TUSCALOOSA, Alabama – The University of Alabama will now own the trademark for “Houndstooth Mafia” under the settlement of a legal fight with a company that had manufactured merchandise with that logo.
With the trademark in hand, the university can now decide who – for a price – gets to use that logo on merchandise.
On Friday, attorneys for the Board of Trustees of the University of Alabama and trustee Paul W. Bryant Jr., and lawyers for Houndstooth Mafia Enterprises, LLC, and its owners William Pitts Jr. and Christopher Blackburn, jointly filed a motion and proposed order for a final judgment from U.S. District Court Judge David Proctor of the settlement in the case.
On Dec. 3, 2007, Blackburn and Pitts filed an application with the U.S. Patent and Trademark Office to register “Houndstooth Mafia” and the design, which incorporated a houndstooth pattern. Trustees filed an appeal with the Trademark Trial and Appeal Board. But last July that board awarded the trademark to Houndstooth Mafia.
Bryant and the Board of Trustees in September filed a civil lawsuit in federal court in Birmingham asking that the appeals board decision be overturned.
Earlier this month a settlement was reached but the details of what it includes were not undisclosed. An attorney for Houndstooth Mafia declined comment.
But the document filed Friday seeking the final order from the federal judge gives a few details:
- The parties acknowledge and agree that the appeal board’s order granting the trademark to Houndstooth Mafia should be vacated.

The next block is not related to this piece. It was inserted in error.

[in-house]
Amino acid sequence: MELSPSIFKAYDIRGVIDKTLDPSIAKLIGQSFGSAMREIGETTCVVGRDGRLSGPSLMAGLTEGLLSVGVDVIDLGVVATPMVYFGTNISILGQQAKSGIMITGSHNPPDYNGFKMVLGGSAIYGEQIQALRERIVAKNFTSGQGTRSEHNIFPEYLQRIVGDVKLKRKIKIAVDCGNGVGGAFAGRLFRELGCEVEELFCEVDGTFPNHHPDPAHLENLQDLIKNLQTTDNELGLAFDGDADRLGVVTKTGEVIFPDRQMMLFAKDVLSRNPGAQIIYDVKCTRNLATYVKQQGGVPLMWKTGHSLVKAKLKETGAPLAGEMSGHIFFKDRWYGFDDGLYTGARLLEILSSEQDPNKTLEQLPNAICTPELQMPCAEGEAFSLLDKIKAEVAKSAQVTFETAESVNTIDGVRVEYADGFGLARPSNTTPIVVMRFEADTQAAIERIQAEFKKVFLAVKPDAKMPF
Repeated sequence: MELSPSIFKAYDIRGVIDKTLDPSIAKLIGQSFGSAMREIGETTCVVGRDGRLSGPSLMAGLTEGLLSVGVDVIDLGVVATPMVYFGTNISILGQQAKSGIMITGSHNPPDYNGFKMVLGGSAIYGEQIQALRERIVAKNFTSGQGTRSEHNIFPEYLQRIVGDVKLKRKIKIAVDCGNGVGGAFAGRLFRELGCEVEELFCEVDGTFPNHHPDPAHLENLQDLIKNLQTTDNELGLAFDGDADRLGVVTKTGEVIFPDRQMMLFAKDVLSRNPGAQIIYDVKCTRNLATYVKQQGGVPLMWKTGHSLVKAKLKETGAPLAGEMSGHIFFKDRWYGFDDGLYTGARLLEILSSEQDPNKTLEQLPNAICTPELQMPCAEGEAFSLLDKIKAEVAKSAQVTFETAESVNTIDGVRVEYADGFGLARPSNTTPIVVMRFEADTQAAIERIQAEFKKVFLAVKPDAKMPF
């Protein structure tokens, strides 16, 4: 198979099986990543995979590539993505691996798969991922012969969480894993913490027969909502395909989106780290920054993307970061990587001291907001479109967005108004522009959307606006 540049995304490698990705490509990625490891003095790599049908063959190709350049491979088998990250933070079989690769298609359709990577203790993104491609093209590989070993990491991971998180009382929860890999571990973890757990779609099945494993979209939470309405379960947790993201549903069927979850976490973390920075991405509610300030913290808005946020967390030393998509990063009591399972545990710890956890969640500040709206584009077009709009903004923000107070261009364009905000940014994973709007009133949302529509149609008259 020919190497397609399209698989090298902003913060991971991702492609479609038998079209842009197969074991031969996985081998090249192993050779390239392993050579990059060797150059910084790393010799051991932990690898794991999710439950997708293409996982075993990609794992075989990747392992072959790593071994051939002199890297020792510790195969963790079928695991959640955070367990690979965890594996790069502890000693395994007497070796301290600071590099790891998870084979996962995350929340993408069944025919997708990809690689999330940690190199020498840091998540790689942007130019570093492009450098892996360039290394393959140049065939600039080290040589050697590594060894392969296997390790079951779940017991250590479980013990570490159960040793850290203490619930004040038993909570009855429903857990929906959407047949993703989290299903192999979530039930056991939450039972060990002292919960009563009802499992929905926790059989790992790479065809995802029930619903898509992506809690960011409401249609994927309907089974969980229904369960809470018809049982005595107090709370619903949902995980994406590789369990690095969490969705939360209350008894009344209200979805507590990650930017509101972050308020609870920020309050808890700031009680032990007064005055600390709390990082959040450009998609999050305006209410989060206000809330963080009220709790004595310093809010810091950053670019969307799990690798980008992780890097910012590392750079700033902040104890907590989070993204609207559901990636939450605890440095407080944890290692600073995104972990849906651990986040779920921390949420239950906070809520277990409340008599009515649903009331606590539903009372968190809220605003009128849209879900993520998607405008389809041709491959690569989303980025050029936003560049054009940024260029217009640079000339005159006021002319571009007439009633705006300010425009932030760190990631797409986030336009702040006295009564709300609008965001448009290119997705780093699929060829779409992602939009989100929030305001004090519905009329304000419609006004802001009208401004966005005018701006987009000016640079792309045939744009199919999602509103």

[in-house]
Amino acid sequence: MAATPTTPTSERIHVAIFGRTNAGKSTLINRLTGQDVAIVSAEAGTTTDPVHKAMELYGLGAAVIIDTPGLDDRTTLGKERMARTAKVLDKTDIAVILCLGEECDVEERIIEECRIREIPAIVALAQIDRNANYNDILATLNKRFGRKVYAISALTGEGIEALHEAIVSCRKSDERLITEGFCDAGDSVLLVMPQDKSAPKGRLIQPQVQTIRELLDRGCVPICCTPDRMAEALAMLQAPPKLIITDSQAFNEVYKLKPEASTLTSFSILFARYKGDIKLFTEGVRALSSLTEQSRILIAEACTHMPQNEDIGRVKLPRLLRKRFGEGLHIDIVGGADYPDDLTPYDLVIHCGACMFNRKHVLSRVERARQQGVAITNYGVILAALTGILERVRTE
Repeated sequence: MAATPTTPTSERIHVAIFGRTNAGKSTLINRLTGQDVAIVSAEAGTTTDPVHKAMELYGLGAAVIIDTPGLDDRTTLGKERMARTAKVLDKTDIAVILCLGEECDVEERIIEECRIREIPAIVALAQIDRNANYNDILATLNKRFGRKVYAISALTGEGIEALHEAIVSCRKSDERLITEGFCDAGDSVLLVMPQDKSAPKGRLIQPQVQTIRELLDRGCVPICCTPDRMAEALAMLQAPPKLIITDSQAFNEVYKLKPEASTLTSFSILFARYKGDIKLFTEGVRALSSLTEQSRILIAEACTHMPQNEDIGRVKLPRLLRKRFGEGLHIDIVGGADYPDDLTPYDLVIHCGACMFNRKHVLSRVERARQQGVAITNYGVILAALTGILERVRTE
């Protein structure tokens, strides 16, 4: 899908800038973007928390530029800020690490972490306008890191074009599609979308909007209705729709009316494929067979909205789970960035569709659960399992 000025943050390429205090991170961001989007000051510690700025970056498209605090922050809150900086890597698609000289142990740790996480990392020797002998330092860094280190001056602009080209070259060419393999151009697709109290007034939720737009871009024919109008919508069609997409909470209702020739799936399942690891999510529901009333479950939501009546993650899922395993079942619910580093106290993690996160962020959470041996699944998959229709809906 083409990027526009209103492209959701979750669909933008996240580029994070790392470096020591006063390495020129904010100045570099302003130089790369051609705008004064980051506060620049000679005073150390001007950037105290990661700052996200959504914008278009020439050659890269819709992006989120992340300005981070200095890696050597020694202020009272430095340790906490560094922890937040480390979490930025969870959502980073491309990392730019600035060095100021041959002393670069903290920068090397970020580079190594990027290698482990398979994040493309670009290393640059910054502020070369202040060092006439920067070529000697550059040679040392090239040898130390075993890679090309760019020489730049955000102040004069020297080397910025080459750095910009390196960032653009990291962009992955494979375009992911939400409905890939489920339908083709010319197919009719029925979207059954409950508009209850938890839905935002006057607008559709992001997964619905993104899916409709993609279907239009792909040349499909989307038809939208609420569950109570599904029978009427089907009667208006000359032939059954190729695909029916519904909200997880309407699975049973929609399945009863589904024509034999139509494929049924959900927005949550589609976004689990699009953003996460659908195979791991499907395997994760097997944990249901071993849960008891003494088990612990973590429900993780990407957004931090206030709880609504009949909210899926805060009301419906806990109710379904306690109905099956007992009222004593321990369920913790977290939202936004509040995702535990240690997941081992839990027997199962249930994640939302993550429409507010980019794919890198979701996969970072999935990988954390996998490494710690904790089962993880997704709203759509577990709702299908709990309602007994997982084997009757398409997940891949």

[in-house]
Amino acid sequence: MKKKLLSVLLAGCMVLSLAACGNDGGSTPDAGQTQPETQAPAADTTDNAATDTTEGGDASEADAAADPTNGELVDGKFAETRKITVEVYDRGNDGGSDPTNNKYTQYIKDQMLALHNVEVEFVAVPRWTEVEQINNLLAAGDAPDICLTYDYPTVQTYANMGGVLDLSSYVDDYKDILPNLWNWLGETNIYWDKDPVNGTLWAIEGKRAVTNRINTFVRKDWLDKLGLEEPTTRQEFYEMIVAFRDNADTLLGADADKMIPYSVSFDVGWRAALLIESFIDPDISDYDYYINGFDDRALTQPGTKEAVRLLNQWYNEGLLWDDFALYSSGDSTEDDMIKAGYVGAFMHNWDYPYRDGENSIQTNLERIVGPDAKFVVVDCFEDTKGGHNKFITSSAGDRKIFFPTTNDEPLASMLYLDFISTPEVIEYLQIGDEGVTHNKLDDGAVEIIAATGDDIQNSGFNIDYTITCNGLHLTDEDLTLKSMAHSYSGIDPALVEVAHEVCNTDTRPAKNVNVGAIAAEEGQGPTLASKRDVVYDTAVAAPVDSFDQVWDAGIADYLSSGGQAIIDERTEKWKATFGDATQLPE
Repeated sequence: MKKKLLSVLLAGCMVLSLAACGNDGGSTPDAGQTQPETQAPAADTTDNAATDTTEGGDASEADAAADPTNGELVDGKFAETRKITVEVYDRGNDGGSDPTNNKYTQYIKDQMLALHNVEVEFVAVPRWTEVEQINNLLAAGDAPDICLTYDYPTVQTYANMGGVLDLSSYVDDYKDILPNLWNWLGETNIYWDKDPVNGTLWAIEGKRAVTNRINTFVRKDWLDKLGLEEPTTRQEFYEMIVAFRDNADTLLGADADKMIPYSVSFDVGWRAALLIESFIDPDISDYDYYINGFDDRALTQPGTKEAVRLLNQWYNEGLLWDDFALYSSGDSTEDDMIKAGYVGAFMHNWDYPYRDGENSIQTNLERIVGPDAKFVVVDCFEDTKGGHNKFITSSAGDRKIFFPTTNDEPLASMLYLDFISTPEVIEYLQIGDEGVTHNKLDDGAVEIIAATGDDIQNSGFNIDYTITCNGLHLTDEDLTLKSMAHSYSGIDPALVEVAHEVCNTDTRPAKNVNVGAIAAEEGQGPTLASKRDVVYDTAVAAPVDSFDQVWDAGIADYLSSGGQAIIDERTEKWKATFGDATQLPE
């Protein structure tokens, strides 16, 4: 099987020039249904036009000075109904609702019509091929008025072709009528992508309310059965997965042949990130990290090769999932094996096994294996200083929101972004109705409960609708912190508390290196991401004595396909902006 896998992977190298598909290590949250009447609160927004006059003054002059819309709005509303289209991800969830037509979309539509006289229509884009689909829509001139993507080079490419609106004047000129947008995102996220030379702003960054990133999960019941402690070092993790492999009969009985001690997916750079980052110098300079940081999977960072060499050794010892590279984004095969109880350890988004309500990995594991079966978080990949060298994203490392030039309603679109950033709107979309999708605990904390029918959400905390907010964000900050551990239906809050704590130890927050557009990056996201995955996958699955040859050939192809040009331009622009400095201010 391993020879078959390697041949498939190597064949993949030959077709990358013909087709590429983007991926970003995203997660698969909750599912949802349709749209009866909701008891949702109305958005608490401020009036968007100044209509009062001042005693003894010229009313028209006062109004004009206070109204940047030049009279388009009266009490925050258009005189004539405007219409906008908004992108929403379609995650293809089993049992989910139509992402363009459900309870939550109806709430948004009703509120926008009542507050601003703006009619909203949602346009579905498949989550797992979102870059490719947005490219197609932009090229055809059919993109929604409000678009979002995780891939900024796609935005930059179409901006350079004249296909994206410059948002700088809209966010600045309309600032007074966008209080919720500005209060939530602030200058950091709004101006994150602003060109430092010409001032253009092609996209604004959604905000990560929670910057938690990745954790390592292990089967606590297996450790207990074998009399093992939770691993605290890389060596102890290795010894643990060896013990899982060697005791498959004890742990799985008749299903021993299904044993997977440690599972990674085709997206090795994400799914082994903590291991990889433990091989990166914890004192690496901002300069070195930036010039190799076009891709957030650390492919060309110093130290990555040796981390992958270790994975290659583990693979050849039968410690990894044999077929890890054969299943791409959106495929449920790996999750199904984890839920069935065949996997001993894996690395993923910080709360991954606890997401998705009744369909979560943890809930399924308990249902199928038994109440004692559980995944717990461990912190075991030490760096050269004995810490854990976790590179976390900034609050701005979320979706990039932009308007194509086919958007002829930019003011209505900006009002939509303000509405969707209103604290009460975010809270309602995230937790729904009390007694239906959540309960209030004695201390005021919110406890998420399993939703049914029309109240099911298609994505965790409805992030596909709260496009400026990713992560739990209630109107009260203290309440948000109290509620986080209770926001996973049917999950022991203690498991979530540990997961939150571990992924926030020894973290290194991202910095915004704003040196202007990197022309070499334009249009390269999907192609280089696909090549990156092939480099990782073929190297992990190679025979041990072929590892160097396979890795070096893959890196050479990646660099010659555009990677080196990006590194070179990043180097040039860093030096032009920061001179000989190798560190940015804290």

- Pitts and Blackburn signed over to the University all rights, title, and interest in and to the “Houndstooth Mafia” trademark.
- The application for a trademark for the “Houndstooth Mafia” design will now be registered with the University of Alabama as its owner.
- Houndstooth Mafia Enterprises and the University are bearing their own costs and attorney’s fees.
Attorneys on both sides had not responded by the time this story was published to emails from AL.com for comment on whether there are any other terms to the settlement or if the company will continue producing merchandise with the logo under license from the university.
Houndstooth Mafia had originally argued that the university did not own the houndstooth pattern, nor the term “Houndstooth Mafia,” which was a reference to a group of friends who tailgated at University of Alabama football games. The appeals board agreed and, regarding the houndstooth pattern, stated there was “no evidence that the hats worn by Coach (Paul “Bear”) Bryant were one-of-a-kind, custom-designed, or anything other than commercially-available men’s fedora hats.”
The University and Bryant, argued in court documents that it was an infringement on its trademarks. That view was also reflected in Friday’s motion by both sides.
“Coach Paul “Bear” Bryant regularly Wore a Houndstooth-pattern hat while on the sidelines of the University’s football field for many years before his death in 1983,” according to Friday’s joint motion. “Because of the positive and widespread association of the Houndstooth pattern with the University, the University has used and licensed the Houndstooth pattern as a trademark in connection with a Wide variety of goods, and the Houndstooth pattern has become a well-known source identifier for the University.”
The university has aggressively pursued companies it believes has infringed on its trademarks.